I want to share some very recent developments with regard to how AIC is moving towards publications delivery. This year the Electronic Media Group (EMG) produced its first biannual post print edition. They felt strongly that they wanted their members to have a printed copy of the book with something more durable than a glued binding. Working with the AIC office to explore a number of scenarios and vendors, the EMG publications committee chose to produce a short run of Smyth sewn bound volumes to send to their membership. Once that short run inventory is exhausted, the same vendor will produce POD volumes (ordered copy by copy) for sale through the AIC online store. The trade-off is that these POD editions will have glued bindings – we’re limited to that due to the production process. As I understand it, they will also be making their post prints available online.

        I did receive a copy of the Smyth sewn bound EMG post print and am happy with its quality, and feedback from others I’ve spoken to has been similarly positive. I have not yet had the chance to evaluate the quality of the book produced through POD, but hope to soon. The office has been happy with the service they’ve received from this vendor thus far.

        There may be some benefit (economies of scale, for one) if more SGs move their post prints to this printer. BPG does have a representative on the PubComm who has been active in these conversations, but perhaps he wasn’t at the Annual Meeting. I will send our committee report to all SG publications committees to ensure everybody knows that this option is on the table.

        As to a digital repository for the field, CoOL is poised to be just that. BPGA is already there. I would very much like to look further into LOCKSS (and CLOCKSS) as preservation options for the various periodicals on CoOL. Peter, I’ll give you a call soon.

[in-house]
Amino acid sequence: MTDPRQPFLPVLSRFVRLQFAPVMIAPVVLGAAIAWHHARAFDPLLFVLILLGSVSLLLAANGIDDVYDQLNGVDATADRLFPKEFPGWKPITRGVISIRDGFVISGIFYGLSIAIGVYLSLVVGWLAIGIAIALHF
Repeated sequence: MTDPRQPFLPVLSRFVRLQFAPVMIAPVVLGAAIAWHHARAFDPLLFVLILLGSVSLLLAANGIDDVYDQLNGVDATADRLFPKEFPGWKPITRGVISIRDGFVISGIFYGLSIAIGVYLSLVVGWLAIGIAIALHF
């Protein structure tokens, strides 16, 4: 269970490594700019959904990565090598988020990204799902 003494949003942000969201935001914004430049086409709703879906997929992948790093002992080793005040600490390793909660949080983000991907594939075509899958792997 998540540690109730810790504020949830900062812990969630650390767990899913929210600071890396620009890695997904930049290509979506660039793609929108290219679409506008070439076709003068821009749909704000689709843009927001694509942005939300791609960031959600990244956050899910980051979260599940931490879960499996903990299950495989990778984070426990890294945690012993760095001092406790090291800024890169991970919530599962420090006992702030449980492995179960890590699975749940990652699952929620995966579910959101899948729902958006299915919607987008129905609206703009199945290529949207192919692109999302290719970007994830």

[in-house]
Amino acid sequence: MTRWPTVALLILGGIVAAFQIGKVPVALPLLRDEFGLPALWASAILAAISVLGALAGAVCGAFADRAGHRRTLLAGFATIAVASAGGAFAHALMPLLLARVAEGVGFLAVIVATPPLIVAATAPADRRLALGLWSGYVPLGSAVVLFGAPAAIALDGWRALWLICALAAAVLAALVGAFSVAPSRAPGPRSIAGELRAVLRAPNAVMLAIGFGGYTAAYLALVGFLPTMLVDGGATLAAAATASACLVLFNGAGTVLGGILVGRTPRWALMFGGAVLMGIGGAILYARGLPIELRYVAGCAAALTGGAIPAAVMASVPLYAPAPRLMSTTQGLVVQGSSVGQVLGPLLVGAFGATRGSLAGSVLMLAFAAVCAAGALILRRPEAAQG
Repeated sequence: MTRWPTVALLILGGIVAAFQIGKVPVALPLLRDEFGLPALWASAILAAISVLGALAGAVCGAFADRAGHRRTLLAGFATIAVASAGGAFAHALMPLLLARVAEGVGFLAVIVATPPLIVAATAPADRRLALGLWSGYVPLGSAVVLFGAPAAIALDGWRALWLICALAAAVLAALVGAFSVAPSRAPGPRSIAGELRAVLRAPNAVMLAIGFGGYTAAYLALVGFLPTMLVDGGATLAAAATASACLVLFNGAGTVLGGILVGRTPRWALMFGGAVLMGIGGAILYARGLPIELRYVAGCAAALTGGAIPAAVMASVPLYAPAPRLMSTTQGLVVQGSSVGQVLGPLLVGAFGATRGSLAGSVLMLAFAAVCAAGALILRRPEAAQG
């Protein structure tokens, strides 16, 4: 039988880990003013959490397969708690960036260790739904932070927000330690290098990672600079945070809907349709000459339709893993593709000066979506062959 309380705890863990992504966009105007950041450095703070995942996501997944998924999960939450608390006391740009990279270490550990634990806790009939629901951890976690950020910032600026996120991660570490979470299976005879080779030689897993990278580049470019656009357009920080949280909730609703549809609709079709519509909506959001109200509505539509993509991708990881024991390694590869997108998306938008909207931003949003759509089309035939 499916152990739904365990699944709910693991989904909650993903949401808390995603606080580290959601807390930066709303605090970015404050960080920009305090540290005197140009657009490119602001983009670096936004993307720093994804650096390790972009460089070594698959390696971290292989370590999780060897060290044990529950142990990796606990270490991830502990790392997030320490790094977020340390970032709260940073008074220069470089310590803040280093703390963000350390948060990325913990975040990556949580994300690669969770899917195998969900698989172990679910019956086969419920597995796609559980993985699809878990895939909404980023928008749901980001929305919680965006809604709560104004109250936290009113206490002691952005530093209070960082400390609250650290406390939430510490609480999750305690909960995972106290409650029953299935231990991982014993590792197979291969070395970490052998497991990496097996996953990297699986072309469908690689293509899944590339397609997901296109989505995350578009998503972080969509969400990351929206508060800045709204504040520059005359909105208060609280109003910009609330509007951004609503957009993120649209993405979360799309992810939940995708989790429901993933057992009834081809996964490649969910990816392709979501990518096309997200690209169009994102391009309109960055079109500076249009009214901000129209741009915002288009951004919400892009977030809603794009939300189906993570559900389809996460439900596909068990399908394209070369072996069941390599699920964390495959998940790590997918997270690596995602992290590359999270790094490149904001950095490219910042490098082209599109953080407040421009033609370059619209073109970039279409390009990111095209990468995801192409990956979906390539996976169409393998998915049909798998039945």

For what its worth, BPGA (and all other periodicals on CoOL, as far as I can tell) are currently included in JURN.org, a search engine that indexes more than 4,000 freely available online academic journals in the arts and humanities. JURN.org also includes the journals in DOAJ.

        Apologies for the long comment.

      • Thanks for all the info Nancie!

  2. Nancie,
    First off, I was very impressed with the first issue of the EMG edition – GREAT range of articles with really useful information. Hadn’t checked to see whether it was glued or sewn, but hearing you mention it being sewn made me chuckle and wonder whether it this is the best use of resources and perhaps a bit precious. At the end of the day, shouldn’t a group like EMG in particular be on the leading edge of making use of online publishing, and demonstrate an understanding and embrace of repositories and digital preservation. I mean really, if not EMG (within AIC) then who? So in the final tally, great issue but rather disappointing publication production approach. It this had been RBMS (ACRL/ALA) I could have understood.

    In terms of POD… I personally am in favor of online publication of the issues in PDF format with a POD option. Overall, as may be obvious by now, I would urge an “open access” approach to publication without embargo periods to hold back the content from non-members… This is something that would only increase the impact of the publications (and AIC) in the conservation fields writ large. Yes, it’s a benefit of membership, but as has been expressed in other discussions (my experience with CIPP) we also “suffer” when we can’t get access to information that could help us. I wrote about that with selected links in a post on Jeff Peachey’s blog at . Jurn.org is good for finding articles, but does nothing to actually deliver and serve the actual content, DOAJ (Directory of Open Access Journals @ does that too, but has begun to ingest the journals that are listed in order to preserve the content of those. Ultimately, I feel that the real benefits of membership in an organization like AIC are in the conferences, workshops, and face-to-face interactions. The research should be shared freely.

    I am very interested in the ongoing nature of this discussion and will continue to contribute to it. Can’t guarantee that I’ll be able to attend physically, but happy to exploit all other venues…

    Peter

  3. With URLS showing this time…

    Nancie,